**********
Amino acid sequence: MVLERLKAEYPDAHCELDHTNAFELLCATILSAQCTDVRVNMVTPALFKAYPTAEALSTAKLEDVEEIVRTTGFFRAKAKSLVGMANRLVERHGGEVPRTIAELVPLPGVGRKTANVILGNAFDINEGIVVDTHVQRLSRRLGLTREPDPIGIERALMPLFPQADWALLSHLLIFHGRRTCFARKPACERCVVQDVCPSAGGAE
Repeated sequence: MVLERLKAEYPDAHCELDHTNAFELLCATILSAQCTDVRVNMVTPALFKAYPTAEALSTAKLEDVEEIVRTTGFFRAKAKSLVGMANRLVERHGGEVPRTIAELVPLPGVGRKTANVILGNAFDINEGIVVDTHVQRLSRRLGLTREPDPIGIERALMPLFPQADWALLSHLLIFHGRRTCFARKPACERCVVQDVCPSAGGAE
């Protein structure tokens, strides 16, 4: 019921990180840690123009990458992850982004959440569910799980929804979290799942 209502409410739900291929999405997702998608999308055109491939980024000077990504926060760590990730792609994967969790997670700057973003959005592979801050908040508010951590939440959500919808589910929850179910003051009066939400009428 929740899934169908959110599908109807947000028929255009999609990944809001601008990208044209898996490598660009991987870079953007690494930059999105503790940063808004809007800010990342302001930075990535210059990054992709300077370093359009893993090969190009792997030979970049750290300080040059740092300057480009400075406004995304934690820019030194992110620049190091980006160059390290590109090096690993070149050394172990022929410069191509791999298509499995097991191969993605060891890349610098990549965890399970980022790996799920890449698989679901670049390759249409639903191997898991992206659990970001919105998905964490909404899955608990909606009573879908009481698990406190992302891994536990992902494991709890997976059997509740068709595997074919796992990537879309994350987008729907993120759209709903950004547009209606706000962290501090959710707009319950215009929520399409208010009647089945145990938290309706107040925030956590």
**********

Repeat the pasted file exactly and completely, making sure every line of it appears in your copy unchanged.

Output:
Amino acid sequence: MVLERLKAEYPDAHCELDHTNAFELLCATILSAQCTDVRVNMVTPALFKAYPTAEALSTAKLEDVEEIVRTTGFFRAKAKSLVGMANRLVERHGGEVPRTIAELVPLPGVGRKTANVILGNAFDINEGIVVDTHVQRLSRRLGLTREPDPIGIERALMPLFPQADWALLSHLLIFHGRRTCFARKPACERCVVQDVCPSAGGAE
Repeated sequence: MVLERLKAEYPDAHCELDHTNAFELLCATILSAQCTDVRVNMVTPALFKAYPTAEALSTAKLEDVEEIVRTTGFFRAKAKSLVGMANRLVERHGGEVPRTIAELVPLPGVGRKTANVILGNAFDINEGIVVDTHVQRLSRRLGLTREPDPIGIERALMPLFPQADWALLSHLLIFHGRRTCFARKPACERCVVQDVCPSAGGAE
């Protein structure tokens, strides 16, 4: 019921990180840690123009990458992850982004959440569910799980929804979290799942 209502409410739900291929999405997702998608999308055109491939980024000077990504926060760590990730792609994967969790997670700057973003959005592979801050908040508010951590939440959500919808589910929850179910003051009066939400009428 929740899934169908959110599908109807947000028929255009999609990944809001601008990208044209898996490598660009991987870079953007690494930059999105503790940063808004809007800010990342302001930075990535210059990054992709300077370093359009893993090969190009792997030979970049750290300080040059740092300057480009400075406004995304934690820019030194992110620049190091980006160059390290590109090096690993070149050394172990022929410069191509791999298509499995097991191969993605060891890349610098990549965890399970980022790996799920890449698989679901670049390759249409639903191997898991992206659990970001919105998905964490909404899955608990909606009573879908009481698990406190992302891994536990992902494991709890997976059997509740068709595997074919796992990537879309994350987008729907993120759209709903950004547009209606706000962290501090959710707009319950215009929520399409208010009647089945145990938290309706107040925030956590």